February 26, 2013

Decibel fatigue

I've been filling my ears with sound lately: the TV has been going constantly while I study as a little white noise to keep my brain occupied.  Or, in the car, I listen to music or NPR as I drive to school and the hospital.  In the shower, I pick out an artist and listen to music.  On the weekends, I have a list of podcasts that I inhale while I do the dishes or other chores.

I've been filling my ears with so much sound that sometimes I forget to just sit and have quiet.  I realized that it's made it hard to write: I haven't had any nooks or crannies in my subconscious mind for little ideas to take root. 

I also haven't had much impetus to write.  I have actually actively disliked this rotation (first time this year!), which is a weird feeling but also reassuring.  I was starting to worry that I would like everything a little and that nothing was truly a strong "fit." But now, I can say with confidence: I will not become an anesthesiologist.  No way, no how.  I'm really glad we have this rotation though--it's amazing to think about what they do while surgeons go to work on the other side of the sterile drapes.  Patients' lives are in the hands of an anesthesiologist far more than they really are in the hands of the surgeon: yes, of course, a surgeon could easily make an error that could cost someone their life.  Anesthesiologists, however, literally push the limits of physiology on a daily basis.  They fidget with their monitors and dials to fine-tune someone's blood pressure, oxygen saturation, and heart rate during an operation, all the while remaining on the alert for the Worst Case Scenario.  To me, remaining forever at the ready (while most cases go well, which means long stretches of excruciating boredom) makes anesthesiology an awful mix of high-intensity pressure and slack-jawed emptiness.  I completely appreciate what they do, but it is not for me.

So much the better!  Now I can cross at least one thing off the list.  Okay, really two things--I guess I already crossed off Internal Medicine & its subspecialties as soon as I started surgery.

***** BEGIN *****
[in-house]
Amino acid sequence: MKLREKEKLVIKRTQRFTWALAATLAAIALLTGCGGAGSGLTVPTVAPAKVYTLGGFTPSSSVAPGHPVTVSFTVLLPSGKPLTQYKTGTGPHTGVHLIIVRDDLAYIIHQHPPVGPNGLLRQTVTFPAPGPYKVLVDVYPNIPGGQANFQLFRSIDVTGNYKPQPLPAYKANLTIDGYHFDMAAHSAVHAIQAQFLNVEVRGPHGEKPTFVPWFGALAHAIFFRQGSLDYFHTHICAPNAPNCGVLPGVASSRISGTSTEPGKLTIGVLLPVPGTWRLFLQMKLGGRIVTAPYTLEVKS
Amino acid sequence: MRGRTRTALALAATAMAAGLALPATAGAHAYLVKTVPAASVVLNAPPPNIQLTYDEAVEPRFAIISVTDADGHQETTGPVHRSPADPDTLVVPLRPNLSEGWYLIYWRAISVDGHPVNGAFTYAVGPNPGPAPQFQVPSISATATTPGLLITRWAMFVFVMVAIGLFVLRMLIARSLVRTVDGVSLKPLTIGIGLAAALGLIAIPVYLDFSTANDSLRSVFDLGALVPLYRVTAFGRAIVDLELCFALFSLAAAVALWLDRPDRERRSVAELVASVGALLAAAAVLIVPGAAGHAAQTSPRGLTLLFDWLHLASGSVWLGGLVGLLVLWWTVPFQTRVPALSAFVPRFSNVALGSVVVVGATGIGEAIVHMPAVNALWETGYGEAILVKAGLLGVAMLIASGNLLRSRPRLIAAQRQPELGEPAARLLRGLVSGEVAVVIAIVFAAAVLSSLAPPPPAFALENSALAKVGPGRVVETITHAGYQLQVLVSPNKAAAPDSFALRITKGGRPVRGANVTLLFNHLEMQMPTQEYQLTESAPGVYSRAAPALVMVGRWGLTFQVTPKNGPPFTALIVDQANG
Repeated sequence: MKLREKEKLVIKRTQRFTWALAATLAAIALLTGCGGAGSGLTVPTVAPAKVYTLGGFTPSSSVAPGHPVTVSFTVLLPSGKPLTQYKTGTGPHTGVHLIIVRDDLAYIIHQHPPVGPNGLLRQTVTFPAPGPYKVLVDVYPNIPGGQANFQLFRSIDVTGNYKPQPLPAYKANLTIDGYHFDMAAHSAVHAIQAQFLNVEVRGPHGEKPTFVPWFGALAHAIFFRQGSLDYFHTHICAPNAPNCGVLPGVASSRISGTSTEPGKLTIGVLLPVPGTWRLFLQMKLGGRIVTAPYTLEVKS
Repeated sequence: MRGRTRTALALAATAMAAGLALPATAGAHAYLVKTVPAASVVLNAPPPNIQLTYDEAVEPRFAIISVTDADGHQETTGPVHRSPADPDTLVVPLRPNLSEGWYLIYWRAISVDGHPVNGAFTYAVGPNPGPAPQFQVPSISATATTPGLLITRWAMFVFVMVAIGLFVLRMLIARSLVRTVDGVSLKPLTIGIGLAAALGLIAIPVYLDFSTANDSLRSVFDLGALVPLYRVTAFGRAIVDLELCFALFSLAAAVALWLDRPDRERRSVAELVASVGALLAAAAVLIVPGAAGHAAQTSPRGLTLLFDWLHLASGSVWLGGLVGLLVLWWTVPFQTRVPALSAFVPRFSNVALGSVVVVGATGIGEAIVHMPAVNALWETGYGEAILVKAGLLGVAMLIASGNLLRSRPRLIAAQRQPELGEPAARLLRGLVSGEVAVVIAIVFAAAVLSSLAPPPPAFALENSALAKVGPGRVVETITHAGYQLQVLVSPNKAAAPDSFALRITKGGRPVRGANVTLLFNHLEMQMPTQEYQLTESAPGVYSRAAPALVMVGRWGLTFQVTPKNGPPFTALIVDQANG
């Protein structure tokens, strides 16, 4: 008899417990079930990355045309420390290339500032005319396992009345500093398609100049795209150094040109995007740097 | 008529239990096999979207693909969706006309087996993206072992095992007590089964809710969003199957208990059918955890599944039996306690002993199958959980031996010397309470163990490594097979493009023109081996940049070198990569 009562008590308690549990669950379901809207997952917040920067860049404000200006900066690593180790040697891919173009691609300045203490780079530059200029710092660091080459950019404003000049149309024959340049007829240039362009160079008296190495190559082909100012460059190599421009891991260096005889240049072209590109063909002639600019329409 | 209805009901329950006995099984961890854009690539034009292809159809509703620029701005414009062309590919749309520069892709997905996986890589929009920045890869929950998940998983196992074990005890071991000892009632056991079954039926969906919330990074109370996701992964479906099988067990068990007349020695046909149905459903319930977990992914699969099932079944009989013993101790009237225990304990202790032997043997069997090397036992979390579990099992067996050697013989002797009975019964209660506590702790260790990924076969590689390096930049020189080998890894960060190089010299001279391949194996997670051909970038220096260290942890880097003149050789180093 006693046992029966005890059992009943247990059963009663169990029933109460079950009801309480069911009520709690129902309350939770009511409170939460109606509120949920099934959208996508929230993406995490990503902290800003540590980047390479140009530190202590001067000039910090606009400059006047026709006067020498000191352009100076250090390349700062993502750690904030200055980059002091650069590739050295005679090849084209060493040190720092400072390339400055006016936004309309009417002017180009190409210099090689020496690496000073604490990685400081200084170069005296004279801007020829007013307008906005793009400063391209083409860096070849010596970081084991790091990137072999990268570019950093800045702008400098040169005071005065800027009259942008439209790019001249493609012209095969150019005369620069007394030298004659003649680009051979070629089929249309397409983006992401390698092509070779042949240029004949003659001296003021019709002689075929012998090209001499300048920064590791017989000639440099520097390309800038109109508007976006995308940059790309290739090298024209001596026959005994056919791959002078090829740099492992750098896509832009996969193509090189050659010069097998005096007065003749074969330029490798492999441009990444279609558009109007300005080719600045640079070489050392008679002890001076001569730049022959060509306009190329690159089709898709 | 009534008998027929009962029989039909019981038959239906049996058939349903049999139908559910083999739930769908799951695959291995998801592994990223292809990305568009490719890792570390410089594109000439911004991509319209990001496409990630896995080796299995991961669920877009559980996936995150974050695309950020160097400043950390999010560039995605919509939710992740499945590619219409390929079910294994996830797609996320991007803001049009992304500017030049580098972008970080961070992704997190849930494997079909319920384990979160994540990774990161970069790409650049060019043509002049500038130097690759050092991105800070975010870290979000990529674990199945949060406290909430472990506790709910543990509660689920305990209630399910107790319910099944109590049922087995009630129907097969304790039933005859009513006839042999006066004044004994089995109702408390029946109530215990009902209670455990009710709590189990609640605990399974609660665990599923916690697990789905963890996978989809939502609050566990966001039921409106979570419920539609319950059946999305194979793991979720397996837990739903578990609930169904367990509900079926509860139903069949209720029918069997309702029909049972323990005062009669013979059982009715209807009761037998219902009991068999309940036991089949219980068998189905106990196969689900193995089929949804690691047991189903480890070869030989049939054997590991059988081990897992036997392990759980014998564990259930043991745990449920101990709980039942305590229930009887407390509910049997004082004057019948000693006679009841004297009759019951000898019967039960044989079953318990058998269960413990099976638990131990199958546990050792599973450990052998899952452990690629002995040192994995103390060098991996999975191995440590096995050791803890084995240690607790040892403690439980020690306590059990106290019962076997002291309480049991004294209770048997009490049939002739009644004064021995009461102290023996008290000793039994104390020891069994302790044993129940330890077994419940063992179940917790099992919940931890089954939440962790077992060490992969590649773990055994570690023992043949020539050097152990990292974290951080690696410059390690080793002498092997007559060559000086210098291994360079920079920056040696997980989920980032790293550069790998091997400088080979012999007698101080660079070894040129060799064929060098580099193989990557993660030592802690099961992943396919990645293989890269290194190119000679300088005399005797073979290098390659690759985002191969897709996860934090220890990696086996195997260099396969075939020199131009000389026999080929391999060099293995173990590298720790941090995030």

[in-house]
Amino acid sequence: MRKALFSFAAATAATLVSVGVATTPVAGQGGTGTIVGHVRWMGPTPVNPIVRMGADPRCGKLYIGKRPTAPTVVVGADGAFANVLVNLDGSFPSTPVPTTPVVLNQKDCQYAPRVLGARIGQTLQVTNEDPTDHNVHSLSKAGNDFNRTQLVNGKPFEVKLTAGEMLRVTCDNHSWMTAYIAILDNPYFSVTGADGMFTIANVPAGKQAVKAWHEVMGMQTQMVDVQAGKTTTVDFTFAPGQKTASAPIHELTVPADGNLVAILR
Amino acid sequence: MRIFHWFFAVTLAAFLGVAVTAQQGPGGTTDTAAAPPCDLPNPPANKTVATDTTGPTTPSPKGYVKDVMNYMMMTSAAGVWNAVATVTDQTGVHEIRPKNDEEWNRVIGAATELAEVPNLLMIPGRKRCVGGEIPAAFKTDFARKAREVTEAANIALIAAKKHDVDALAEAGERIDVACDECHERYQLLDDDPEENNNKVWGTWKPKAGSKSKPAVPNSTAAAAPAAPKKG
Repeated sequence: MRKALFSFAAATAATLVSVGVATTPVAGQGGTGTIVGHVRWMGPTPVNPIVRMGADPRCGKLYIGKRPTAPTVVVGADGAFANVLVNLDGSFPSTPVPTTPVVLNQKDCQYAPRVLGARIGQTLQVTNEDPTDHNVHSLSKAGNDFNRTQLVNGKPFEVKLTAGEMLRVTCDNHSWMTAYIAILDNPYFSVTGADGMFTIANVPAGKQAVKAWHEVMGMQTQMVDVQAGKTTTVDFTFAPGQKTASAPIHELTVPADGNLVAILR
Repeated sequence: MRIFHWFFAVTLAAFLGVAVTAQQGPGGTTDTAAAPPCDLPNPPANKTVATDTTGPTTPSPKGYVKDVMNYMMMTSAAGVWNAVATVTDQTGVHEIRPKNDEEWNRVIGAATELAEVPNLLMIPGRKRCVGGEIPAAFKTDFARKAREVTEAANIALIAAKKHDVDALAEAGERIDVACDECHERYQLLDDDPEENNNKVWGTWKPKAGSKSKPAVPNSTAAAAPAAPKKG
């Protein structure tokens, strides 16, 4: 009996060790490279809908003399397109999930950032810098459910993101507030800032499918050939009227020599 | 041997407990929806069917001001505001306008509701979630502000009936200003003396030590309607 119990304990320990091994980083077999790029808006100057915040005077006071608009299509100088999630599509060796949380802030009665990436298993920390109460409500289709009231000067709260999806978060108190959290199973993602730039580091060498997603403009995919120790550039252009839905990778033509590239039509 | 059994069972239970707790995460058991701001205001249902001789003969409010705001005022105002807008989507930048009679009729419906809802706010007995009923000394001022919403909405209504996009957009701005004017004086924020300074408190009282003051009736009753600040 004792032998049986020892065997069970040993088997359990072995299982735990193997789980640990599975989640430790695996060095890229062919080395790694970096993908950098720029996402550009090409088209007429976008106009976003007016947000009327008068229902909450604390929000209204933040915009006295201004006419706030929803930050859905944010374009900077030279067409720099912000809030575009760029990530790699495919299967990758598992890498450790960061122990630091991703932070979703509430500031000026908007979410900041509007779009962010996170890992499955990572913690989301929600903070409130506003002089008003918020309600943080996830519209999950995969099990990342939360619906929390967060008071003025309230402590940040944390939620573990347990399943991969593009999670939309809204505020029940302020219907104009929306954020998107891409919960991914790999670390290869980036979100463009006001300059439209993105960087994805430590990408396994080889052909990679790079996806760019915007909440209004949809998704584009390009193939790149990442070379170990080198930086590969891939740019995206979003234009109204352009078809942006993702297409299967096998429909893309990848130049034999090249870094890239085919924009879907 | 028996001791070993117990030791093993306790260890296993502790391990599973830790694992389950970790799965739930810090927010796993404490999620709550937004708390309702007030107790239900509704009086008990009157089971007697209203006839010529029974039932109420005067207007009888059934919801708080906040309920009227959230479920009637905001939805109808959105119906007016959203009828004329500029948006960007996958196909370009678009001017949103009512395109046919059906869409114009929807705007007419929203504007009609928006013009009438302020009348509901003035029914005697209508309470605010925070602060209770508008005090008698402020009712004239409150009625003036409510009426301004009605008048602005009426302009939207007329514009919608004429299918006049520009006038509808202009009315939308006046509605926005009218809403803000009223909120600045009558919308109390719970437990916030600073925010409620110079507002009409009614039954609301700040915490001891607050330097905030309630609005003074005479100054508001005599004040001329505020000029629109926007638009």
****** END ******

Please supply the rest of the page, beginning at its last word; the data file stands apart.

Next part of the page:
I already feel better.  I need to practice meditation and quiet mindfulness more...the constant auditory stimulation has been a self-imposed drain and I never realized it until I took it away.

February 7, 2013

Seasonal paradox

It snowed big, fat, beautiful snowflakes all afternoon.  It was warm enough and the flakes were big enough that they fell quickly, hurried by their wet weight to the ground.  The plows have been going down the street at regular intervals, and I can see the thick packing-snow piled up on my car and in the backyard.

Naturally, this made me want to plan my garden!  I was talking to someone the other day and I realized that I hadn't even come close to thinking about what kinds of plants I wanted to have in my garden.  Of course, since I have lots of other things I should be studying or doing, tonight was a perfect time to both plan out what I want to plant and draw a pretty infographic of how I want it to look.

Look at all those veggies & herbs!

Here's what I have planned for the 2013 growing season:
Vegetables
-tomatoes
-heirloom tomatoes
-potatoes
-fairy tale eggplant
-broccoli rabe
-bok choy
-arugula
-blue dwarf kale
-lacinato kale (one can never have enough kale)
-lettuce
-French long beans
-sugar snap peas
-cucumbers (these last three are around the periphery and will grow up the fence around my garden plot)
-butternut squash
-zucchini (these two aren't pictured.  They get separate little hills of their own because they spread out.)

Herbs
-basil
-thai basil
-dill
-oregano
-cilantro
-rosemary
-sage
-thyme
-flat-leafed parsley
-chives (These last 3 should come up again this year from last year...chives and thyme for sure are perennials, not 100% sure about parsley.)

This only leaves all my flower pots up on my deck.  I think I'm going to actually plant flowers in them this year!  Maybe some taller flowers or a cutting mix so I can have flowers in a vase all summer.